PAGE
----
Each month, the PR Committee interviews an ESO Fellow (FESO) to feature in the newsletter.
To qualify as an FESO, members must demonstrate scientific quality and a willingness to actively volunteer in ESO. There are no age requirements, but FESO must meet minimum standards. FESO receive additional benefits, including participation in the Council of Fellows. Visit our website for more information on how to distinguish yourself as a FESO.
We hope you will enjoy getting to know the Fellows who participate in the 2019 interview series and thank them in advance for taking the time to share with our readers. The series began with Alastair Webb, University of Oxford, UK, next we interviewed Anita Arsovska, University Ss Cyril and Methodius, Skopje, Republic of North Macedonia. In March we featured Francesco Corea, Stroke and Neurology Units, Ospedale San Giovanni Battista Foligno, Italy. In April, we got to know Prof. Hanne Christensen, MD, PhD, DMSC, University of Copenhagen, Stroke Consultant at Bispebjerg & Frederiksberg Hospitals.
In May, we took advantage of the ESOC to interview 3 YSPR members: Francisco Moniche, Caroline M.J. Moos, Georgia Fischer. For June, we return to FESO interviews and introduce Christine Kremer, assoc professor, Neurology Department, Skåne University Hospital, Department of Clinical Sciences Lund University, Sweden and Chair of ESO WISE.
– What are your main fields of interest in stroke medicine and research?
The main fields are acute stroke treatment, thrombolysis and thrombectomy and secondary prevention of stroke in women.
– What is the role of ESO in facilitating and promoting the projects you are coordinating or where you are involved?
As a chair of WISE I am aware that the WISE (Women initiative stroke in Europe) project plays a crucial role in disseminating and promoting stroke research in women at the same time it serves to increase visibility of female stroke researchers within ESO and scientific meetings. The network (with now about 110 members) serves as back-up and support for future research collaborations.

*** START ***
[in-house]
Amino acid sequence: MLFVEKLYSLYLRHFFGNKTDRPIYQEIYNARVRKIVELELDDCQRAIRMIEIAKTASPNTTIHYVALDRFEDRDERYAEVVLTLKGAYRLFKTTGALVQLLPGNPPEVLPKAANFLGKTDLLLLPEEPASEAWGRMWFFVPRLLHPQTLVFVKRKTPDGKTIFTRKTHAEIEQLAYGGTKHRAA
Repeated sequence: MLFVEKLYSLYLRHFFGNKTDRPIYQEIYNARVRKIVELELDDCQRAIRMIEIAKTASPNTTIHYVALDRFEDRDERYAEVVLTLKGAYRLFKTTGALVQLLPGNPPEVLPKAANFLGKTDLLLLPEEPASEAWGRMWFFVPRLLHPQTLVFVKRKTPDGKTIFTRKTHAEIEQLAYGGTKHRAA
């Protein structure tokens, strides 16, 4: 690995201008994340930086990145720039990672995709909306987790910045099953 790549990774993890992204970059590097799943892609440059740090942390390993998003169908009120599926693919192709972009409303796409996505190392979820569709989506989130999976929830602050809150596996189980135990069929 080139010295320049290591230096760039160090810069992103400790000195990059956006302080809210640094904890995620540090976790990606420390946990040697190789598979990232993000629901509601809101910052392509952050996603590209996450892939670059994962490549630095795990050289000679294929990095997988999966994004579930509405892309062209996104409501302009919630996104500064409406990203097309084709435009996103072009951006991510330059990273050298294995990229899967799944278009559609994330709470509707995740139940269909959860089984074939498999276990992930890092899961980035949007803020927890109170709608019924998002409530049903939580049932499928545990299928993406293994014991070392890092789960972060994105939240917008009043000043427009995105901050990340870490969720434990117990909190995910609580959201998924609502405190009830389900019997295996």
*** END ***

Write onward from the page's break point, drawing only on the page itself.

– What do you expect from ESO in the future to support research?
ESO could serve to support trial networking and offer a platform to disseminate, facilitate and promote research of female stroke scientists. Standards of gender equity should be established concerning gender balance at sceintific meetings (presentation and chairs). ESO should stand for transparency regarding proportions of male and female within the organization and offer support to female stroke scientists. Secondly stroke research on women should be enhanced and given more space and support within the ESO. (this was successfully started as an increase of sessions with focus on this topic). In the future a closer cooperation with the WSO can enhance global networking with the focus on research of stroke in women.
– What do you think a mentor should do to support the projects and the career of a mentee and, conversely, what should a mentee expect from a mentor?
A mentor should be a reliable source of support throughout a longer time period of the scientific (or other) career the mentee. He or she should share experience offer collaborations and promote- This means also that in case the mentor has to step back and leave space to the mentee (and her/his) visibility. The mentor has to use his/her influence wisely which means serve as a role model and at the same time lead the mentee. The mentee can expect ”the open door” which means a support in also difficult times and the sense of continuous back-up. The relation is not uni-directional in successful mentor-mentee relationships its both who benefit.